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Curr Biol. 2012 Nov 20;22(22):2140-3. doi: 10.1016/j.cub.2012.09.021. Epub 2012 Oct 18.

Longer life span evolves under high rates of condition-dependent mortality.

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Ageing Research Group, Department of Animal Ecology, Evolutionary Biology Centre, Uppsala University, Norbyvägen 18D, 752 36 Uppsala, Sweden.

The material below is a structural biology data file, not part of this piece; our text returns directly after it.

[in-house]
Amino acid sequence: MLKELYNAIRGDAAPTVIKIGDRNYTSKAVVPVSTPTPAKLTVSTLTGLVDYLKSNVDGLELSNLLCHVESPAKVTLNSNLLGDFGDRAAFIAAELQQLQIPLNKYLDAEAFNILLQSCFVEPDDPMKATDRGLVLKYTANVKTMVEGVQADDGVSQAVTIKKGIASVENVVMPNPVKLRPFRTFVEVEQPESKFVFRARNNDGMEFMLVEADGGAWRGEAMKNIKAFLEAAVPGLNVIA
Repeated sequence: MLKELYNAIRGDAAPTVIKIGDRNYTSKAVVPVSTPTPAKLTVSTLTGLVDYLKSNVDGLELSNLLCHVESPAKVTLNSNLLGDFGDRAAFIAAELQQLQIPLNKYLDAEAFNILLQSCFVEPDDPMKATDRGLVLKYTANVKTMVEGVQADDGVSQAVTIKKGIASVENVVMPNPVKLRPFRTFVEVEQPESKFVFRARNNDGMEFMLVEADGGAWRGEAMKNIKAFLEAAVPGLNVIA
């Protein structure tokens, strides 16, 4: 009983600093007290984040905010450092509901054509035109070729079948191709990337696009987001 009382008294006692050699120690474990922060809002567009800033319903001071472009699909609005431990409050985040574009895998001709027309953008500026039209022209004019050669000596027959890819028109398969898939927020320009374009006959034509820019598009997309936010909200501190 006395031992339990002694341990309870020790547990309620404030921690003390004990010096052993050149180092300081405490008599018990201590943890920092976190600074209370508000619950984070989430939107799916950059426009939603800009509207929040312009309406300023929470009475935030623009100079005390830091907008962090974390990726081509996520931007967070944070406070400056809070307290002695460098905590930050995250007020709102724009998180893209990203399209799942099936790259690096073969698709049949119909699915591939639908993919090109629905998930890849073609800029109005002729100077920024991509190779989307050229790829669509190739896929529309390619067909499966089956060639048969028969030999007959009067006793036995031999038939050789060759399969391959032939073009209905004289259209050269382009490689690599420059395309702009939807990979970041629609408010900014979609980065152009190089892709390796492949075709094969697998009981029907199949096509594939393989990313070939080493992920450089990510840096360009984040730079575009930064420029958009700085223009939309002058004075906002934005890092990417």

Aging affects nearly all organisms, but how aging evolves is still unclear. The central prediction of classic theory is that high extrinsic mortality leads to accelerated aging and shorter intrinsic life span. However, this prediction considers mortality as a random process, whereas mortality in nature is likely to be condition dependent. Therefore, the novel theory maintains that condition dependence may dramatically alter, and even reverse, the classic pattern. We present experimental evidence for the evolution of longer life span under high condition-dependent mortality. We employed an experimental evolution design, using a nematode, Caenorhabditis remanei, that allowed us to disentangle the effects of mortality rate (high versus low) and mortality source (random versus condition dependent). We observed the evolution of shorter life span under high random mortality, confirming the classic prediction. In contrast, high condition-dependent mortality led to the evolution of longer life span, supporting a key role of condition dependence in the evolution of aging. This life-span extension was not the result of a trade-off with reproduction. By simultaneously corroborating the classic results [8-10] and providing the first experimental evidence for the novel theory, our study resolves apparent contradictions in the study of aging and challenges the traditional paradigm by demonstrating that condition-environment interactions dictate the evolutionary trajectory of aging.

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